I'll be traveling from Amsterdam to Brussels by train (Thalys) later this month and was wondering if there is any kind of passport or immigration process at the border or once I arrive in Brussels. I'll definitely have my passport of course (US citizen), just wanted to know what to expect. Thanks for any information!
No, there is no passport or immigration checks.
What roubrat said is true of just about every border crossing in the EU. The only time I’ve ever had to show my passport was when I was traveling from Germany to Copenhagen, for some strange reason. But that is uncommon.
Great, thanks for the info!
As the Netherlands and Belgium are EU members within the Schengen zone there will be no passport or immigration proces crossing the border. Nevertheless there is an identification obligation in general.
Thanks - I just wasn't sure as a non EU-member citizen if there was any formality when crossing the border by train. Train travel is definitely a lot simpler than flying!
Even before Schengen, when there were still immigrations checks at internal EU borders there were never passport checks before boarding the train. International trains also serve domestic passengers, and you cannot really separate them. So the way it was done then is that the train would stop somewhere before the border, immigration and customs officers would board, and they would check people on the train while the train was crossing, and then got off after the borders.
All international trains from Amsterdam to Brussels (and beyond) would stop in Roosendaal (on the Dutch side) and Essen (on the Belgian side) especially for this.
Maybe I look suspicious 😊, but I’ve had to show my passport recently on multiple occasions when crossing borders in the Schengen zone: From Basel, Switzerland into Germany (2021); from Salzburg, Austria into Germany (2022); and from Lugano, Switzerland into Italy (2023).
The first time was a little intimidating because we weren’t expecting it as everyone always says, “oh no, you won’t have to show your passport.” And we thought they were checking tickets, so we handed over our tickets and a photocopy of our passports. (We had been using the photocopy as identification with our Swiss Travel Pass in Switzerland, so were in the habit of showing it with tickets while on the train.) The border control agents wanted to see our actual passports which luckily we had because I knew to ignore the advice to “leave it in the hotel safe.”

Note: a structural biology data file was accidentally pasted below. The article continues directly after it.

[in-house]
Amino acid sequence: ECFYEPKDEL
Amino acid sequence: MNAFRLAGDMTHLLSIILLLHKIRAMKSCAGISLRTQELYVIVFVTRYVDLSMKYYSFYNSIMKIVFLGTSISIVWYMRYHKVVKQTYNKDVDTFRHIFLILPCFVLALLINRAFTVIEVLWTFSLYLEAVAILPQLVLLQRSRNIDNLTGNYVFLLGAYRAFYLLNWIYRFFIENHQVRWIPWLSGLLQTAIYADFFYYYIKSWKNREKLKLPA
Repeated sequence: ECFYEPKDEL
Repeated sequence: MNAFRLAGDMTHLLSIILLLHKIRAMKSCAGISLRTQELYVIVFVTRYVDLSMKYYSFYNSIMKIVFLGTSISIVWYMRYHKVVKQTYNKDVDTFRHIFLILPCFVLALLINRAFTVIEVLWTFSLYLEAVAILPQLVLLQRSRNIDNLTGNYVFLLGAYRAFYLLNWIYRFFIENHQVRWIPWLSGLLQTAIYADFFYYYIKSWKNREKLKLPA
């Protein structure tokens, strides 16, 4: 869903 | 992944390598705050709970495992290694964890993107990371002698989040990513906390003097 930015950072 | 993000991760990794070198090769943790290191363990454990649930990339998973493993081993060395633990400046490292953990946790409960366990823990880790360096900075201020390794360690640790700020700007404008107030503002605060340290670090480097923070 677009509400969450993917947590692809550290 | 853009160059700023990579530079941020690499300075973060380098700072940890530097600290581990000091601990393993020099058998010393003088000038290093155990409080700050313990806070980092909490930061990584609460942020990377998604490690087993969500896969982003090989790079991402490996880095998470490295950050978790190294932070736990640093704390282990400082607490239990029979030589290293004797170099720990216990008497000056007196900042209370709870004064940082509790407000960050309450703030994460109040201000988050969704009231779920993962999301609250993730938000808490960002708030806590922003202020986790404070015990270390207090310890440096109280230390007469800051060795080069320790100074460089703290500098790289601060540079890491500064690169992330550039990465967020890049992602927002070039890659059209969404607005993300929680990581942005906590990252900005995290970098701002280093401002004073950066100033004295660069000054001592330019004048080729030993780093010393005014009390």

My point is, make sure you always have your passport handy because you might just need it.
The point of the Schengen treaty is that there are no regular passport checks between countries. There might still be spot checks though, and the borders are still international borders so you are required by law to have a passport with you when you're crossing them if you are a noneuropean.
Good to know, Carrie--and I I must look suspicious too--I am frequently selected for additional screening at the airport! Will make sure to have passports easily available in case there are any spot checks on our journey.
“ There might still be spot checks though, and the borders are still international borders so you are required by law to have a passport with you when you're crossing them if you are a noneuropean.”
Not just non-Europeans, Europeans too. Also how would the border police even know you’re not European without first asking for your passport?
In the Netherlands and in Belgium, and probably other countries too, everyone older than 14 years old should be able to identify themselves when a police officer asks them to. Not just at the border, but also in other instances.
I’ve had to show my passport recently on multiple occasions when crossing borders in the Schengen zone: From Basel, Switzerland into Germany (2021); from Salzburg, Austria into Germany (2022);
Those were during the Pandemic crisis right? There were dramatically different travel restrictions and border controls were indeed in place.
Spot checks do indeed take place, but on the train, and near the border. You can't do this at the original departure station, as international trains also take domestic passengers.
Last April flying from Athens to Stockholm there was a full passport inspection upon arrival into Stockholm. Took me by surprise. It was the toughest grilling I had ever had in Schengen. Ten minutes of questioning and I had to show proof of my flight out of Schengen.
A few days later I flew to Helsinki and the only thing I had to show upon arrival was proof of Covid vaccination.
A few years ago taking the train from Innsbruck to Venice.....border guards entered the train just before we left Austria. Four people in my compartment and the police wanted to see passports. The guy ahead of me had a German passport and it was scrutinized. The two other people were traveling together with a Middle East passport and they had their passport scrutinized. My turn, I held it out, he looked at the cover (USA passport) smiled and waved it off without taking it.
I have learned to now have my passport ready whenever crossing a border. Even within Schengen.